What we've started to do, as Ewan has got older, and (though he often pretends otherwise) increasingly interested in same array of geek stuff that his parents are, is play a lot more board games. As often said here and elsewhere, we are in a bit of a golden age for getting around a table and playing games, especially of the sort that are quick to pick up, and fast to play, without sacrificing too much depth. So on our recent holiday, for evening entertainment, we bought something different, something a little more complicated, to pass the late-summer nights.
A game for fans of shuffling cards, the Pathfinder Adventure Card Game, is a co-operative "rpg-lite" experience where you play a band of adventurers out for loot and glory in a world based on the Pathfinder RPG. The box is impressively large, and comes with everything you need to play through three "tutorial" adventures, plus the first of a series of six larger adventures that make up it's first campaign. We did the tutorial advantures over three evenings, and each one took us about 90 minutes, so it's pretty well paced.
The first thing you have to do is sort out the cards. There are a lot of cards - weapons, armours, monsters, villians, henchmen, god knows what else and it is a little intimidating at first. The core game is about having lots of little decks that built for each scenario, as well as a persistant "character deck" that you progress with. Actually, it's a lot intimidating, but thankfully the rulebook is well laid out and the cards are well differentiated. There is also a set of "quick start" character decks which we used to avoid having to worry about the deck-building part of the meta-game until we'd at least played it a bit.
The aim of each scenario is to defeat that scenarios' villian; a unique card that is hidden in one of a number of locations that varies by number of players. Each location has a randomly generated deck containing a different balance of card types - wandering monsters, weapon drops, allies, etc - based on that specific location card. You encounter these cards by exploring the decks, rolling dice and playing cards from your own personal character deck to defeat them until you hit the villain or one of his henchmen, and which point you can defeat them and "close" the location. If its the villain, he tries to run to any location that isn't already "closed" and if there aren't any, you win the scenario.
|This looks complex but actually is pretty intuitive once you start playing|
I'll just let you read that again to make sense of it.
What it's aiming to do is replicate the dungeon crawling side of old school RPGs with a neat deck building mechanic. Even playing the same scenario will mean that the locations will have different decks, and different characters have different special abilities as well as their own unique decks. Many of the better cards can only be experiences through play, not through the basic deck selection, so as well as gaining new dice to roll, your characters personal deck will also start to accumulate better cards as you play multiple scenarios - you rebuild your deck at the end of each game and keep it together to go to the next one with. Which is pretty cool.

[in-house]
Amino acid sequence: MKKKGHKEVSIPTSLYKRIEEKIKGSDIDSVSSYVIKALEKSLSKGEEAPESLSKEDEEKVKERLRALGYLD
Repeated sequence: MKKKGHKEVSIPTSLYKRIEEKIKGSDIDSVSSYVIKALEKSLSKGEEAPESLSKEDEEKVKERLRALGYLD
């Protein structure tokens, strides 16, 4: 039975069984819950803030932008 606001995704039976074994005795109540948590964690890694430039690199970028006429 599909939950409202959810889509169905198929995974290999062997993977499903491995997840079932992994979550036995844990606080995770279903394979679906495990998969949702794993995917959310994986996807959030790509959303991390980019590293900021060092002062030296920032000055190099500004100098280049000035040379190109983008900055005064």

Most important of all, it's a lot of fun. There is a good balance to being able to help out other members of the parties but also enough risk and time pressure (you have a set number of turns to complete the scenario) that you need to split up and clear areas out on your own. Luck is a factor but not a decisive one compared to getting the right characters in the right places, and out of the three scenarios we played, we did all three first time, although one went right to the wire and another we completely steamrollered. The balance is pretty solid all around, although I expect at some point we'll fail simply from a series of bad match ups.
There also a bunch of neat mechanics that play well together. For instance, your character deck also acts as your hit points; you take damage by discarding cards, which also limits your options. Healing is done by shuffling discards back to your deck, but some abilities mean you have to return cards to the box, taking them out of your access for future scenarios as well as the current one. And crucially, after a while it all makes sense, which shows a clarity of design that far simpler games don't manage.
We've already agreed a regular session to get on with the first big adventure deck, so we're totally getting our moneys worth out of this.